Clarified Butter and Frying with Butter
For centuries, clarified butter has had enormous cultural influence around the globe. Making clarified butter involves slowly heating unsalted butter to 212°F (100°C) and letting it boil until the water vaporizes. Once the bubbling stops, three layers remain: whey protein, liquid fat, and casein particles. Once you remove the skin of whey protein, you can pour off the fat, which is the clarified butter.
For smaller quantities of clarified butter, use a heavy saucepan and watch for the telltale signs of clarification (white, and then brown specks at the bottom of the pan). Remove the pan from the heat, and set into a cold-water bath for a few seconds. Skim off the top layer, or strain the contents of the pan through a triple layer of cheesecloth or a coffee filter.
Clarified butter is perfect for frying over high heat, since the components that cause butter to scorch – protein and casein - have been removed. Regular butter can be used, though, for frying proteins over medium heat. In fact, the buttery flavor of the caramelized milk proteins will stick to the meat, and the fat can be poured off.
If you’re frying breaded foods, make sure to use fine, fresh breadcrumbs and sauté using clarified butter. The result is extremely flavorful, but without the greasiness of breaded foods fried in oil.
Ghee is the name for anhydrous butter fat in India, where it is prepared in large quantities; it is commonly mixed with the milk fat of the water-buffalo. The full name is usli ghee, and the spelling ghi is sometimes used, or in sanskrit ghrta. Ghee is the chief form of cooking oil in many Indian regional cuisines; it is also used medicinally and plays a part in some Hindu religious ceremonies. [Read more on ghee in India.] Samna (also samneh, samn) is the name for butter fat in Egypt and elsewhere in the Middle East, where it is also prepared in large quantities; it is commonly mixed with the milk fats of sheep and goats. It turns up in North Africa as sman, sometimes flavored with herbs, or spiced, or aged. Ethiopia also has a spiced version, nit'r k'ibe. [Read more on smen.]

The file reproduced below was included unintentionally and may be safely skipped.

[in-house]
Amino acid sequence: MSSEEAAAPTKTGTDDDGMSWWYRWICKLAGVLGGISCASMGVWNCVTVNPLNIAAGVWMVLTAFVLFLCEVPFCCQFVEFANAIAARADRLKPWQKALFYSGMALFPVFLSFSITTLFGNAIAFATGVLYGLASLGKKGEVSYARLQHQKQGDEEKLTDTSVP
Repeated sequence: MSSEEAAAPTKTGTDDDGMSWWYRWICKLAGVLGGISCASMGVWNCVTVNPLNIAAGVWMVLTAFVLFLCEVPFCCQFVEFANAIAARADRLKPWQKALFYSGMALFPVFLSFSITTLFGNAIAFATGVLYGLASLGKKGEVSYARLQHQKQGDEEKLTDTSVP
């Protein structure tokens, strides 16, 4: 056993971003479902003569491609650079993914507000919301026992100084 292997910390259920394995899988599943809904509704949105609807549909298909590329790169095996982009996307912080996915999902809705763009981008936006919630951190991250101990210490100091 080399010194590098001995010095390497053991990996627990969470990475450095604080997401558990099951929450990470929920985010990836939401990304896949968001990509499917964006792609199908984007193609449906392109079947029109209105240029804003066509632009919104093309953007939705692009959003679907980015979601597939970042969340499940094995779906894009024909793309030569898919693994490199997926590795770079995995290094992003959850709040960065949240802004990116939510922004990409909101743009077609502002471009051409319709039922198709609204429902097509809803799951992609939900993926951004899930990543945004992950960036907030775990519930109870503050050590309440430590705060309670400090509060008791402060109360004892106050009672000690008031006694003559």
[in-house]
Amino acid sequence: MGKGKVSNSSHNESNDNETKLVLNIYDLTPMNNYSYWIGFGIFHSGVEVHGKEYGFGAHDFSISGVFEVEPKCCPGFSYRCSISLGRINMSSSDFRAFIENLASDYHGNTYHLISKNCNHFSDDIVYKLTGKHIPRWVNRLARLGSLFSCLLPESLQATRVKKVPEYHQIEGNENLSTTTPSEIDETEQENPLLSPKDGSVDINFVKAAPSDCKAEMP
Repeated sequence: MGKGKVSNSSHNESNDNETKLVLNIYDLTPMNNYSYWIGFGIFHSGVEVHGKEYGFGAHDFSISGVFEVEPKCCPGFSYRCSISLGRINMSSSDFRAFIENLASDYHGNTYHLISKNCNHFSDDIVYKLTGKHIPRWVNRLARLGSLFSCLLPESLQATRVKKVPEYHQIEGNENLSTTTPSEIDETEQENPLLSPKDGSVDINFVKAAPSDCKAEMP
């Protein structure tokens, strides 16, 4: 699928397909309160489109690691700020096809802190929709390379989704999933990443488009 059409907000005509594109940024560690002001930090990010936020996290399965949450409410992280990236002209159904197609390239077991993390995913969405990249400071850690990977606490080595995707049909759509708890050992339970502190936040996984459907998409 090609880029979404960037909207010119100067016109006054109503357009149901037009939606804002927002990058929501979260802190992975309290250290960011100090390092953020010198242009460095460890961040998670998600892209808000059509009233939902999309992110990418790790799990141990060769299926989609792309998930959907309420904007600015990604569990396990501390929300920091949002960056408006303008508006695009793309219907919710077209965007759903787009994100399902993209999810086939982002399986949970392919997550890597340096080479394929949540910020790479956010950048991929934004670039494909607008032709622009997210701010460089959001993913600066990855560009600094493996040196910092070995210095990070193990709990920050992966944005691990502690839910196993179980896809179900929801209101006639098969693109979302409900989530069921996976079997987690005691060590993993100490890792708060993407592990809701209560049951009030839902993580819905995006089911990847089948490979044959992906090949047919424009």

The butter is melted and the simmered long enough to boil off all the water, during which time it takes on a buttery taste. It is used especially, but not exclusively, for cooking meat, and it is essential for many Indian dishes. Ghee is the clear butter fat. By removing the albuminous curd and water that favor the growth of organisms promoting rancidity, anhydrous butter fat does not become rancid as readily as butter and can be stored unrefrigerated for several months.
Here is an example recipe:
Ghee is produced as follows. Butter made from cow's milk is melted over a slow fire and then heated slowly until the separated water boils off. The vessel holding the butter is then allowed to cool; semifluid, clear butterfat, which makes the finest ghee, rises to the top of the melted butter and may be poured off, leaving the curd (precipitated protein) at the bottom of the vessel. The curd, which still contains 50 percent or more butterfat, may be reworked with the addition of peanut oil or buffalo milk fat to make inferior grades of ghee.
A significant portion of Indian ghee is made from buffalo butter, but only ghee made from cow's butter has any religious or medical significance among Hindus. Early Sanskrit writings attributed many medicinal qualities to ghee, such as improving the voice and sight and increasing longevity. Ghee is used in almost every one of the numerous religious ceremonies that Hindus observe at different points in their lives, including birth, initiation into manhood, wedding sacrifices, and gift-giving at death. Images of the gods are washed in ghee, and it is frequently used to light holy lamps or is thrown upon an altar fire in sacrifice.
See also a recipe for smen, and making clarified butter commercially.
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